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The Hay and the Carrot: A Model of Corporate Sponsoring of Academic Research


  • Ralph Bayer

    (School of Economics, Adelaide University)

  • Eran Binenbaum

    (School of Economics, Adelaide University)


In a moral hazard model with relationship-speci?c investment (?hay?) and limited liability (no ?stick?), we compare two institutional regimes: one without, and one with, ex-post incentives (?carrot?). We examine the welfare implications of introducing ?carrots?. We use this model to analyze corporate sponsoring of academic research. Under restrictive technological assumptions, the introduction of carrots meets certain ciency criteria and cannot make the agent (researcher) worse. These results no longer hold once we allow for a ?bang-for-your-buck?ect - which occurs when the researcher?s following the sponsor?s preferred strategy results in the principal (sponsor) being able to achieve the same results with fewer investment dollars - in conjunction with a concave value function for the sponsor. In this case, the introduc- tion of carrots may be inecient and may make the agent worse. However, if the agent is a monopolist, a renegotiation-proof contract implies that the agent can never be made worse by the introduction of carrots, and carrots never reduce social welfare.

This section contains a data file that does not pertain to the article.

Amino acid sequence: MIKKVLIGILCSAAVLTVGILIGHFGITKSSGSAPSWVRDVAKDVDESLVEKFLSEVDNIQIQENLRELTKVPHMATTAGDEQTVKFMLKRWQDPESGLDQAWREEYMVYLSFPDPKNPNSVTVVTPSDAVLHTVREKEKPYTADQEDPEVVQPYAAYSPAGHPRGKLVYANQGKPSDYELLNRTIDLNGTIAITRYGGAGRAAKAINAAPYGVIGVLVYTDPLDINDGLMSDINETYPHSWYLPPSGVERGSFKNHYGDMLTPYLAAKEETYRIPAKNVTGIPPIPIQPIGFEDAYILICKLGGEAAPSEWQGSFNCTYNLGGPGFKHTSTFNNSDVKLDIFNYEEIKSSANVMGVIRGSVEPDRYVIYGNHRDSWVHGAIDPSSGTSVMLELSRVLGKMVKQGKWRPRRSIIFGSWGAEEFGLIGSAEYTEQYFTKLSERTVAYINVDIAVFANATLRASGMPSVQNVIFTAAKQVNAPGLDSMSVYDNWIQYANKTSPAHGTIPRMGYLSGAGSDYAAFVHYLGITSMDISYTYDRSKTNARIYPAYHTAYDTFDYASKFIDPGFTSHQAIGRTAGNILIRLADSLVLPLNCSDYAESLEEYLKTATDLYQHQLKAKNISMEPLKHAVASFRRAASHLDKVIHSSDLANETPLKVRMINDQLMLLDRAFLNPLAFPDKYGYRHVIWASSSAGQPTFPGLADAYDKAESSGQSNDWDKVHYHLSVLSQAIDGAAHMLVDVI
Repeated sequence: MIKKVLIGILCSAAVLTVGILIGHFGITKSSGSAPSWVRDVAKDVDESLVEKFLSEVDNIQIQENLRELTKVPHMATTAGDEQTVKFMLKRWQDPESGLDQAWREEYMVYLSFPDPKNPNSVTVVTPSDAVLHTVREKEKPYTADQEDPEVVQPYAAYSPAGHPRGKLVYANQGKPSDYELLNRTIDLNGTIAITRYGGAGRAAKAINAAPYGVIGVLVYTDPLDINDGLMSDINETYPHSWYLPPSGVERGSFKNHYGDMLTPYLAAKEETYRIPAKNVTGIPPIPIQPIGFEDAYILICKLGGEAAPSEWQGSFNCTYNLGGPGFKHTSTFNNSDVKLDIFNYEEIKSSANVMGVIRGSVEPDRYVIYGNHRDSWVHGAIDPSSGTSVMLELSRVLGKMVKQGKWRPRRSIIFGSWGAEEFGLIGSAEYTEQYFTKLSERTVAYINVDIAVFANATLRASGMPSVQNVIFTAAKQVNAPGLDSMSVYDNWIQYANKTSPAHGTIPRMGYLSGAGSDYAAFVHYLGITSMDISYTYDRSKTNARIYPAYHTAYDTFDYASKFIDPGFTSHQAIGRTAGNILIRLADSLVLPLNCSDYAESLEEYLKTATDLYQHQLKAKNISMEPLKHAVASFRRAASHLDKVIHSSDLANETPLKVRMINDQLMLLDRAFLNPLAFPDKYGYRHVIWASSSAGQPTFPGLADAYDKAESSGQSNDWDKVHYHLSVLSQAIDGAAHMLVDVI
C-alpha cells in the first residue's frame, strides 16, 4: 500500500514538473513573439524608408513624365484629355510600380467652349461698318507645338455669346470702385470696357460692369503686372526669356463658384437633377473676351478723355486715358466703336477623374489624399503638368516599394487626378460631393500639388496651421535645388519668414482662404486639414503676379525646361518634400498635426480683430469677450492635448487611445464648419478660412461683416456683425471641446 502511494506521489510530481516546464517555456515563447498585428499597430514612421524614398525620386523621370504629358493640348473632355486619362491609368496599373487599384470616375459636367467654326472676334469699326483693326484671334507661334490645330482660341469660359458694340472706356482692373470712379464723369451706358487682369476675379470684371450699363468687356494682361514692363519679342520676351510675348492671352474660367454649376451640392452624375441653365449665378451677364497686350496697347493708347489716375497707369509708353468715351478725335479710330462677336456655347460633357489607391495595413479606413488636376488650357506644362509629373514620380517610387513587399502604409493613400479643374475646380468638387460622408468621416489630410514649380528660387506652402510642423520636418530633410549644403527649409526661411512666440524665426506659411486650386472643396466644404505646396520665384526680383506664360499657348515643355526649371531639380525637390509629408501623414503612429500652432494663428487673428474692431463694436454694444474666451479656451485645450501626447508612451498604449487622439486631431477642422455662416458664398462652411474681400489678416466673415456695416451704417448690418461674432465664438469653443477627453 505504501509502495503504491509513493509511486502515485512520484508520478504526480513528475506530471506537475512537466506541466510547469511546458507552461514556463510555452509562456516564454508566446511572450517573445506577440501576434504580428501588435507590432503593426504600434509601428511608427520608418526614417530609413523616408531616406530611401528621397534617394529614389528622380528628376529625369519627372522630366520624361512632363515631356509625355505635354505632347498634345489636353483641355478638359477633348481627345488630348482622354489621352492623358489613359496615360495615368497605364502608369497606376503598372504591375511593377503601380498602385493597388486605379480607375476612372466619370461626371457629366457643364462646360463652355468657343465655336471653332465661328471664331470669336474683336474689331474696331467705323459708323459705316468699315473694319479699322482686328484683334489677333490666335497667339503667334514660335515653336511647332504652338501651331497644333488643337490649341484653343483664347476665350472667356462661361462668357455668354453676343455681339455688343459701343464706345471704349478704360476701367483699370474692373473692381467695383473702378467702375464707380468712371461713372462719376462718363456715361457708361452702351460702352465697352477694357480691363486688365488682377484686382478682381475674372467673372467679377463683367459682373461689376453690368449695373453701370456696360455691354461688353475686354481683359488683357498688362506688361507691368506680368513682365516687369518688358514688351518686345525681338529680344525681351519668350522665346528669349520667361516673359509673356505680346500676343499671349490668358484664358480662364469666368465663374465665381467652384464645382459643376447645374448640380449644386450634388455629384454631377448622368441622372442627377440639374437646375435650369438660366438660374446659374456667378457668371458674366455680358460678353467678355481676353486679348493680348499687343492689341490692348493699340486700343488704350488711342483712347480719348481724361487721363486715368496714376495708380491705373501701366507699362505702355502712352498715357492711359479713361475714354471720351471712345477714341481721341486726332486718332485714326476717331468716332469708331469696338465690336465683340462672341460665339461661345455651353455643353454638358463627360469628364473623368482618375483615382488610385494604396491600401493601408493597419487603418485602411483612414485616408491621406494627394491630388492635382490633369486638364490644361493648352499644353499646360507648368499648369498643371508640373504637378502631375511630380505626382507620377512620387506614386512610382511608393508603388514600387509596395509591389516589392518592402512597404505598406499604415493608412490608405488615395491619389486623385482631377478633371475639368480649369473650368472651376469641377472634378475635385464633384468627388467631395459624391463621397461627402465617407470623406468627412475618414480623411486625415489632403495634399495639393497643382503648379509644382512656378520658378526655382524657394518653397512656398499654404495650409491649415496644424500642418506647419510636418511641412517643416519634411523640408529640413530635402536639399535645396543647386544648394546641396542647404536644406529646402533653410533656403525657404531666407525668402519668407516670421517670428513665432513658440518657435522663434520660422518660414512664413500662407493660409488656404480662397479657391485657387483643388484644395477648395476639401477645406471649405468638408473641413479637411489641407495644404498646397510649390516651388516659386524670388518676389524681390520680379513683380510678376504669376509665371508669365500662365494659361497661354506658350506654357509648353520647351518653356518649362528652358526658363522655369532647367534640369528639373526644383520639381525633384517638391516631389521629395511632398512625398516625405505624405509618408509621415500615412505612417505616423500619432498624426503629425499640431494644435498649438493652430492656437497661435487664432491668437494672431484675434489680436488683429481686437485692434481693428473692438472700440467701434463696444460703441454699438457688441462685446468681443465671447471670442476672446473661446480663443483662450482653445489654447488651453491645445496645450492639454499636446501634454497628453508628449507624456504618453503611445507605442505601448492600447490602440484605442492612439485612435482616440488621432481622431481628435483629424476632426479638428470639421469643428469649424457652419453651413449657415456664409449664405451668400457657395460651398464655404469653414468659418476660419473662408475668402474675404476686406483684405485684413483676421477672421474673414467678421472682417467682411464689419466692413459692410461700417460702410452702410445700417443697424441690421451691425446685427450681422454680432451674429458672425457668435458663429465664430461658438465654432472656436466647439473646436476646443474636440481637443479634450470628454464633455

Suggested Citation

  • Ralph Bayer & Eran Binenbaum, 2005. "The Hay and the Carrot: A Model of Corporate Sponsoring of Academic Research," Centre for International Economic Studies Working Papers 2005-11, University of Adelaide, Centre for International Economic Studies.
  • Handle: RePEc:adl:cieswp:2005-11

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    1. Rebecca L Driver & Peter F Westaway, 2005. "Concepts of equilibrium exchange rates," Bank of England working papers 248, Bank of England.
    2. Catherine A Pattillo & Andrew Berg & Gian M Milesi-Ferretti & Eduardo Borensztein, 2000. "Anticipating Balance of Payments Crises--The Role of Early Warning Systems; The Role of Early Warning Systems," IMF Occasional Papers 186, International Monetary Fund.
    3. Christoph Fischer, 2004. "Real currency appreciation in accession countries: Balassa-Samuelson and investment demand," Review of World Economics (Weltwirtschaftliches Archiv), Springer;Institut für Weltwirtschaft (Kiel Institute for the World Economy), vol. 140(2), pages 179-210, June.
    4. Fleming, Wendell H. & Stein, Jerome L., 2004. "Stochastic optimal control, international finance and debt," Journal of Banking & Finance, Elsevier, vol. 28(5), pages 979-996, May.
    5. Romain Duval, 2002. "What Do We Know About Long-run Equilibrium Real Exchange Rates? PPPs vs Macroeconomic Approaches," Australian Economic Papers, Wiley Blackwell, vol. 41(4), pages 382-403, December.
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